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Tricia Downing & Marco DeLaRosa Earn 2016 U.S. Paralympic Shooting Team Slots through IPC Redistribution

COLORADO SPRINGS, Colorado (August 25, 2016)

Two pistol shooters have been added to the 2016 U.S. Paralympic Shooting Team, following earlier notification Tuesday that CAS had upheld the suspension of the Russian National Paralympic Committee (NPC).  As a result of this decision, reallocated shooting slots were directly awarded by the International Paralympic Committee to Tricia Downing and Marco DeLaRosa for Women’s and Men’s Air Pistol. 

Downing and DeLaRosa add to a U.S. Paralympic Shooting Team that was already the largest in the short history of the sport.  They join Mike Tagliapietra (Fond du Lac, Wisconsin) on the pistol squad set to compete in Rio alongside rifle competitors McKenna Dahl (Arlington, Washington), Jazmin Almlie-Ryan (Houston, Texas), Tammy Delano (Rome, New York) and John Joss (U.S. Army Marksmanship Unit/Corsicana, Texas). 

The 2016 Paralympic Games begin Wednesday, September 7 with the Opening Ceremony.   Downing and DeLaRosa will both shoot on Friday, September 9.    

The Court of Arbitration for Sport (CAS) on Tuesday, August 23 dismissed an appeal by the Russian Paralympic Committee against its suspension by the International Paralympic Committee (IPC). 

The IPC suspended the Russian Paralympic Committee on August 7 due to its inability to fulfill its IPC membership responsibilities and obligations, in particular its obligation to comply with the IPC Anti-Doping Code and the World Anti-Doping Code (to which it is also a signatory). 

The IPC is working with International Federations to redistribute the 267 slots that had been secured by Russian athletes to compete at the Rio 2016 Paralympic Games. 

Tricia Downing 

Sixteen years after her fate changed drastically, Tricia Downing (Denver, Colorado) is now preparing for one of the pinnacle moments in her life as a 2016 U.S. Paralympic Team Member.  

She came to USA Shooting headquarters Tuesday morning just looking to get some practice in.  Moments later National Paralympic Coach Bob Foth was shaking her hand and welcoming her to the team; the fulfillment of a pursuit more than 14 years in the making.  She called her husband, a USA Cycling tech, to say she’d meet him in Houston, site of U.S. Paralympic Team processing.    

“I’m totally excited and thrilled,” Downing said. “It was unexpected, so that makes it even that much more spectacular, so I’m a little bit speechless really. I’m really excited to have this opportunity to represent my country.”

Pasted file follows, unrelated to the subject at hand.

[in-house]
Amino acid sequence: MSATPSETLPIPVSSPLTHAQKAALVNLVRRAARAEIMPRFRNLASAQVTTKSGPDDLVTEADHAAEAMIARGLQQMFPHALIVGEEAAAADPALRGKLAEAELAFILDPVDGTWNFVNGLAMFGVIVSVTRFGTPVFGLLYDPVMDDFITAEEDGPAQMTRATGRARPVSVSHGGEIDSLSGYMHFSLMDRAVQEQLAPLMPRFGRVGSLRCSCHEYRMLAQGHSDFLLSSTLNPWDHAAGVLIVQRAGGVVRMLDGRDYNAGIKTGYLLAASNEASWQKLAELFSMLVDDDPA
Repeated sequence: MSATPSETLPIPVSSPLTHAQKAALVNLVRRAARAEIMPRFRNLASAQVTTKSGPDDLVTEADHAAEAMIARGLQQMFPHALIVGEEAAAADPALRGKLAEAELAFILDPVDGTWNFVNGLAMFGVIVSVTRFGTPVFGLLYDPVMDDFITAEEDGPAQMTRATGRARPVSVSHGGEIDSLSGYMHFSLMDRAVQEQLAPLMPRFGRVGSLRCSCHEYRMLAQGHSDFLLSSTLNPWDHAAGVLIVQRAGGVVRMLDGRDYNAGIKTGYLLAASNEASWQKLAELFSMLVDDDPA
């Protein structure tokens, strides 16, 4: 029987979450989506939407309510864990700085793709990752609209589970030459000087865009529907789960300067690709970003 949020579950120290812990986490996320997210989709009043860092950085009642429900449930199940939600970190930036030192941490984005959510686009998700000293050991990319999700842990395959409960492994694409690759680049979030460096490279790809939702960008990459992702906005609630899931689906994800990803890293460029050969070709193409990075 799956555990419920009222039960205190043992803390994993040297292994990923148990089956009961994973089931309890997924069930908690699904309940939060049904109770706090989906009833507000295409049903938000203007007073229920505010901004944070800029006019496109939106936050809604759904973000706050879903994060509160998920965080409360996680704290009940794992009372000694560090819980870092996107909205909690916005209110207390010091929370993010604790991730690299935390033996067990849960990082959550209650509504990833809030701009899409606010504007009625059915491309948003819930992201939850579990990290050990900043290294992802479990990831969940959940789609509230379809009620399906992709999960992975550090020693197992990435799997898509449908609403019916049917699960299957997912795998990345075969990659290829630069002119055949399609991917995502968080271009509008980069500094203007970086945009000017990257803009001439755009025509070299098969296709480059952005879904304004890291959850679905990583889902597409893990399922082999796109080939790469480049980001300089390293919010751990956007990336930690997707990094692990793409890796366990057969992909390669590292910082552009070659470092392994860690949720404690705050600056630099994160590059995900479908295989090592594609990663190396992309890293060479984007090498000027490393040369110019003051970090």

Out cycling on September 17, 2000, she was hit head on by a car that left her paralyzed from the chest down, requiring a wheelchair for mobility.  The injury reignited her passion for sports as evidenced by the 100 races, including marathons, duathlons and triathlons, she’s competed in since her accident. She was the first female paraplegic to complete an Ironman triathlon and qualified for the Hawaii Ironman World Championships in 2006 and 2010. In 2011, she competed as part of the U.S. Rowing team at the World Championships in Bled, Slovenia. 

Injuries and pain led her to try the sport of shooting in November 2014 and it helped satisfy her need for an athletic challenge as well as the continual satisfaction she derives in sport.  She finished 17th in a 2015 World Cup event in Croatia. Read the steps it took to becoming a Paralympian here. Get to know more about Downing here.   

Marco DeLaRosa 

Marine Corps Veteran Marco DeLaRosa (San Antonio, Texas) has been a quick study in the sport after trying it out during an event with Paralyzed Veterans of America back in 2014. In his first competition at the National Veteran Wheelchair Games, he bested the field by more than 100 points.  

He made a splash in his IPC Shooting debut last November at the World Cup in Fort Benning, Georgia, with an air pistol score of 552.  That rolled into 2016 in which he finished second at a the IPC World Cup in Szczecin, Poland.  Now, he’s reached his goal of being a 2016 U.S. Paralympic Team member. 

“The way I’m feeling makes me think about the Marine Corp motto, Semper Fidelis, which stands for always faithful,” said DeLaRosa. “I’m happy to represent our nation. “In a short amount of time this has all happened and I’m grateful for the opportunity.”  

Born and raised in Chicago, DeLaRosa was stationed at Camp Pendleton in 1993 when he was attempting to stop a robbery outside of the base and was shot in the back. The bullet – which is still in his back – injured his spinal cord at the T4-T5 levels, leaving the now medically retired Marine Corporal a paraplegic. 

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